Soft drinks company SodaStream, which made headlines and drew anti-Israel boycott pressure in January when it hired actress Scarlett Johansson as a spokeswoman, is considering closing down its factory in the West Bank settlement of Mishor Adumim and moving operations there to a new plant in the Negev, CEO Daniel Birnbaum said in an interview, insisting that criticism over its location is not playing a part.
Speaking to business daily The Marker, Birnbaum said that any decision on the matter would be based strictly on economics. “The European boycott on products made in the West Bank will not be a factor,” Birnbaum said.
An agreement between SodaStream and the Israeli government on the construction of a new factory in the Negev, Israel’s southern desert, indicates that the move is business-based, not politically motivated. Israel has been promoting business ventures in the mostly empty Negev for decades.
SodaStream has become a favorite target of the BDS (boycott, divest, sanction) crowd, which boycotts products made in the West Bank and/or Israel (policy varies from group to group). Although shelves of retail stores in Europe and the US are filled with products made using Israeli technology or components — Intel computers are a good example — SodaStream is one of the more prominently identifiable and successful made-in-Israel products with a West Bank settlement connection, and as such it has become a magnet for those protesting Israeli policies regarding the Palestinians.
Johansson stirred a vehement debate last January when she accepted the role of spokeswoman for SodaStream. The BDS movement demanded that the star step down from the post, accusing her of supporting “apartheid” because of the company’s West Bank facility.
After international feed-the-hungry group Oxfam slammed her for representing a company with a factory located in a settlement, Johansson responded by stepping down from her post as an Oxfam Ambassador, citing “a fundamental difference of opinion” with the group.
“SodaStream is a company that is not only committed to the environment but to building a bridge to peace between Israel and Palestine,” she said in January, “supporting neighbors working alongside each other, receiving equal pay, equal benefits and equal rights. That is what is happening in their Ma’ale Adumim factory every working day.”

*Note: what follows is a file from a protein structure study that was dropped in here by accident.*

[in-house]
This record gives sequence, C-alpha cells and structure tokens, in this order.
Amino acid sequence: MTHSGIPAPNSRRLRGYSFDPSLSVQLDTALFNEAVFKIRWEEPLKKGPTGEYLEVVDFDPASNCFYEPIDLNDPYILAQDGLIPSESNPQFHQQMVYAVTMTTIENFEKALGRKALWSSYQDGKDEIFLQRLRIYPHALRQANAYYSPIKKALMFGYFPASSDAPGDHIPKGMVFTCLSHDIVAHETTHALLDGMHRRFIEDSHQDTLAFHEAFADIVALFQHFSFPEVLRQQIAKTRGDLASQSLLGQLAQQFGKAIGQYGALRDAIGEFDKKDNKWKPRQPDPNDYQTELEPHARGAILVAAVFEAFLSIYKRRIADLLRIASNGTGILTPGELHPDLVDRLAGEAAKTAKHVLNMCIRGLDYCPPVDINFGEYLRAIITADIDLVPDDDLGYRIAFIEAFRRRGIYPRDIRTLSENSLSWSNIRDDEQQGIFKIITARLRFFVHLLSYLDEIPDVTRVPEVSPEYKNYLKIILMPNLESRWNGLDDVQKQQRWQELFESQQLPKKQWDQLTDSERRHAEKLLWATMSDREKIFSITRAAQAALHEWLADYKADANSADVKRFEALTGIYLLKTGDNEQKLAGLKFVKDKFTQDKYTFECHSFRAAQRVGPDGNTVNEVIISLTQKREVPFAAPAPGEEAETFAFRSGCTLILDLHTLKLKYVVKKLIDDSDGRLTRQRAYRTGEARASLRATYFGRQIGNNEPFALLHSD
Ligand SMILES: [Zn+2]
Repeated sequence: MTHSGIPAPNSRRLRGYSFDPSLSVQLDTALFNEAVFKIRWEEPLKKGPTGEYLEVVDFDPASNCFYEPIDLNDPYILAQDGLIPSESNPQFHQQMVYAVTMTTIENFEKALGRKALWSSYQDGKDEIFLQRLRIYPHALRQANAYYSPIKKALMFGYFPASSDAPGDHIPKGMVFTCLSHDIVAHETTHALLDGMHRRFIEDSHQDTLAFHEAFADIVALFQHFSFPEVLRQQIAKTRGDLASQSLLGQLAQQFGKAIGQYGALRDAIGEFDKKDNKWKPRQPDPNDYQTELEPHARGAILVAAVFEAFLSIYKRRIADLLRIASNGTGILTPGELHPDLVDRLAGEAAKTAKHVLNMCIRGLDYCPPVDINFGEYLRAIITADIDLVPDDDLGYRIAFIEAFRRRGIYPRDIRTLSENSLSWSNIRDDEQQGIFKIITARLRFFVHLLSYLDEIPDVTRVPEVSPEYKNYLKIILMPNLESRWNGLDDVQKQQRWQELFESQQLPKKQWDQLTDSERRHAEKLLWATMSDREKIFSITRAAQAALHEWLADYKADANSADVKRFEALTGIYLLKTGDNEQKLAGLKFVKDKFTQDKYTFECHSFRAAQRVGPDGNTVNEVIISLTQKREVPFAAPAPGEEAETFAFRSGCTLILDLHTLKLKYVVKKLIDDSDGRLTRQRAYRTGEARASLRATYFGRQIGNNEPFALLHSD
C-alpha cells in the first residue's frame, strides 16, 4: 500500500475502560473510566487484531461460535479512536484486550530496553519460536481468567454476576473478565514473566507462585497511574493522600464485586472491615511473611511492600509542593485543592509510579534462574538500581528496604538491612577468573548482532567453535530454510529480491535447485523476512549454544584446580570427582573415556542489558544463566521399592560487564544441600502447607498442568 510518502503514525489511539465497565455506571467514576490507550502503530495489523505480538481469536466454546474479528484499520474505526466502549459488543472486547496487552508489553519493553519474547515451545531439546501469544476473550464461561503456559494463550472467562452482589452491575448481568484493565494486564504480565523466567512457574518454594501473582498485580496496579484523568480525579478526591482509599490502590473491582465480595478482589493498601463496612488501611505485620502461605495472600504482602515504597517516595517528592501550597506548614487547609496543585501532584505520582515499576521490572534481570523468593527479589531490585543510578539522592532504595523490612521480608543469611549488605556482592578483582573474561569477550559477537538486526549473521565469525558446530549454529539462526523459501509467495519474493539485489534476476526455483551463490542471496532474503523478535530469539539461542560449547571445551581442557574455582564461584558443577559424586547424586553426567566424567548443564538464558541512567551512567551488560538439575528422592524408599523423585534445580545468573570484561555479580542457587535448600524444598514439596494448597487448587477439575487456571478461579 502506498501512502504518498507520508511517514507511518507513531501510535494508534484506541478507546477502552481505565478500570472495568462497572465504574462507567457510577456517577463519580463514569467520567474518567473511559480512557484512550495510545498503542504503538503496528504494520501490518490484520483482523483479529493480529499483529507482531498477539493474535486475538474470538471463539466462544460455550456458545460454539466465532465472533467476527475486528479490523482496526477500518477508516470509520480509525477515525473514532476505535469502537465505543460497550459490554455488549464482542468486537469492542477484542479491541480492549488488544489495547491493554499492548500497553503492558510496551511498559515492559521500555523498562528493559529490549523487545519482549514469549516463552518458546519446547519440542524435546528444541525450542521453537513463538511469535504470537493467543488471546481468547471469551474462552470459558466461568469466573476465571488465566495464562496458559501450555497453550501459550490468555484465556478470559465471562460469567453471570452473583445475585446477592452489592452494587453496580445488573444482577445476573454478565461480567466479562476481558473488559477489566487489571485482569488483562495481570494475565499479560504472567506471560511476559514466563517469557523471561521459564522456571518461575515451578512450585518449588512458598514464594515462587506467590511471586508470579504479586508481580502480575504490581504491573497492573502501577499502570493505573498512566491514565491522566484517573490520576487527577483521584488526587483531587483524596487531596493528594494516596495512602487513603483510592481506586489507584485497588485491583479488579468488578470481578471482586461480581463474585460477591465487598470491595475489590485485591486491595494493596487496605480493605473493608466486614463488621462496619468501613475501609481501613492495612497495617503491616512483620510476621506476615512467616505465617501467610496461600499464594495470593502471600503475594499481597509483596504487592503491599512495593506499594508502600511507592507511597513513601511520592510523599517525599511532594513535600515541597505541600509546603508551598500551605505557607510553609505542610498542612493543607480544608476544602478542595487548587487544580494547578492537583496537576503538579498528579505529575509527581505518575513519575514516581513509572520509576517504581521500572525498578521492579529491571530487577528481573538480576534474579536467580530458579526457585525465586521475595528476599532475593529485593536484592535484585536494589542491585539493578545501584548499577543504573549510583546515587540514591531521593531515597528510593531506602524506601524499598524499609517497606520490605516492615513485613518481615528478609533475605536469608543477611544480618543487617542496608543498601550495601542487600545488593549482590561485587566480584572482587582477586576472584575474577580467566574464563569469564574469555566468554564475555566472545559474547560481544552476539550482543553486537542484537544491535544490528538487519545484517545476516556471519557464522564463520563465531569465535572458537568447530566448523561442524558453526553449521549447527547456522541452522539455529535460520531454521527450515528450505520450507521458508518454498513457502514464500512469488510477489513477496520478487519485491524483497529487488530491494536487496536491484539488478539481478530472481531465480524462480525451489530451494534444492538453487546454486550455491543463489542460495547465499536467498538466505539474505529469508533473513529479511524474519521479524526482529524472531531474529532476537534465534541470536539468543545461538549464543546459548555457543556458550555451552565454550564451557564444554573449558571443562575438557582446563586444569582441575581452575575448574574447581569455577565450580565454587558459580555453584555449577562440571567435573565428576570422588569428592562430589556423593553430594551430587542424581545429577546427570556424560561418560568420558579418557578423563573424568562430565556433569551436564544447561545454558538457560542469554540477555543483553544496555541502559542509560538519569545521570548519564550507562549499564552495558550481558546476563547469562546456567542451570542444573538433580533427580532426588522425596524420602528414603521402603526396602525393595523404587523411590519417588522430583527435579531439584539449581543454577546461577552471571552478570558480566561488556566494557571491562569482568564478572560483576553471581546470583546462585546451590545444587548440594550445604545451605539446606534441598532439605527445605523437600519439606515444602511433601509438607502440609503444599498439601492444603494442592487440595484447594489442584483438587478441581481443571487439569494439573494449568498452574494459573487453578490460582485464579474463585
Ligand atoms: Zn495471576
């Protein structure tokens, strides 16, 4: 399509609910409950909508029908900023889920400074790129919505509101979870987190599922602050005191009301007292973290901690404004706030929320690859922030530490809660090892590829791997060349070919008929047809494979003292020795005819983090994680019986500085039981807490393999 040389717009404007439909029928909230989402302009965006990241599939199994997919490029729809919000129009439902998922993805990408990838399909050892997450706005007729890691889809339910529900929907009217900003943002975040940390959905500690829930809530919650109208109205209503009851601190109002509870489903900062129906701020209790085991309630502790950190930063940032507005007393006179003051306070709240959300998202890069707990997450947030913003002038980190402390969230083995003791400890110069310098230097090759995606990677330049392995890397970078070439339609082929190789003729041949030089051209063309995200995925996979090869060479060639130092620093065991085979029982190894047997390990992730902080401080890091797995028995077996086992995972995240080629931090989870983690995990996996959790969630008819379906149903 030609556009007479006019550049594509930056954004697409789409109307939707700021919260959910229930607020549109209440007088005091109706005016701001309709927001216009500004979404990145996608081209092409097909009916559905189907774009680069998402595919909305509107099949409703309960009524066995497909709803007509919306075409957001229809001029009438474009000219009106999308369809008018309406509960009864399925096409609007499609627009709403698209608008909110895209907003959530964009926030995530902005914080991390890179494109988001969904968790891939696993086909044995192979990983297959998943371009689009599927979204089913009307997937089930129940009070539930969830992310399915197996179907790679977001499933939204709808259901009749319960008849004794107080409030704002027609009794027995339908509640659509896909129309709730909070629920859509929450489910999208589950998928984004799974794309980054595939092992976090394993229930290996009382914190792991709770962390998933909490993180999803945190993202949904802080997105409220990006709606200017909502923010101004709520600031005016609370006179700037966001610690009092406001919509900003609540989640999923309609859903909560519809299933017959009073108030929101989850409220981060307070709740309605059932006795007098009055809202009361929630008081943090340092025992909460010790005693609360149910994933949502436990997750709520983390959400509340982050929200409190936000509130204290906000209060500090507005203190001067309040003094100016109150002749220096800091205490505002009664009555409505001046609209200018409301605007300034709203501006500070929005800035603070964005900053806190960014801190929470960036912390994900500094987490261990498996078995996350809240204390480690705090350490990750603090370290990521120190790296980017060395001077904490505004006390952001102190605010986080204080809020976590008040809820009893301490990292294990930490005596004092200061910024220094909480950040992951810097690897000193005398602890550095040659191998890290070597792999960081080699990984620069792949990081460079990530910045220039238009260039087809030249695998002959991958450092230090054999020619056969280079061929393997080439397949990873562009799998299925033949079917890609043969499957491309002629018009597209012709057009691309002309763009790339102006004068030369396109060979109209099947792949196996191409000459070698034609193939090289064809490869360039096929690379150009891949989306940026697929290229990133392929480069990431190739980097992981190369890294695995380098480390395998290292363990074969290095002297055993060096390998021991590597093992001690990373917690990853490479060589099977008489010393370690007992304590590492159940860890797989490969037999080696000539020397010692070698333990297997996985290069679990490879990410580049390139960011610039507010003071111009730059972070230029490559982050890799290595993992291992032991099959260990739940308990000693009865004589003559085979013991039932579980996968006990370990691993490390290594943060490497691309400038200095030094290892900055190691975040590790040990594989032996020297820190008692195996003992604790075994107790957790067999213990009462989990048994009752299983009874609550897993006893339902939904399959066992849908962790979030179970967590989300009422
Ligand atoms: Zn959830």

In an interview with a British newspaper in April, Johansson added that she “believed” in the company and praised its environmental record. Johansson said she was “not an expert on the history of this conflict, and I’ve never professed to be. But it is a company that I believe in, that I think has the ability to make a huge difference, environmentally. [CEO] Daniel Birnbaum has said many times that this factory is one he inherited, and that he doesn’t want to fire people – the majority of those people being Palestinian,” she said.
The Mishor Adumim plant — the first of SodaStream’s eight Israeli locations and 22 worldwide — employs 1,300 workers; 950 Arabs (450 Israeli and 500 Palestinian) and 350 Israeli Jews. Salaries and work benefits — management asserts and workers confirm — are equal for all workers in comparable jobs, regardless of ethnicity or citizenship. The factory secures Israeli work permits for its Palestinian employees as well as rides from their home and back, SodaStream’s Chief Operating Officer Yossi Azarzar told The Times of Israel in February.
According to BDS groups, it’s their hectoring of SodaStream, and Johansson as its spokesperson, that has hurt the company’s business.
And at first glance, Birnbaum’s claim that the company is not making decisions based on the boycott seems questionable. Sales of the company’s sparkling water soft-drink system are down about 15% to 30% this year, depending on how analysts interpret the raw data. And its stock performance has been even worse. Traded on the NASDAQ, the company’s shares are down about 35% so far in 2014.
But experts say it’s not the boycott that’s causing the fall.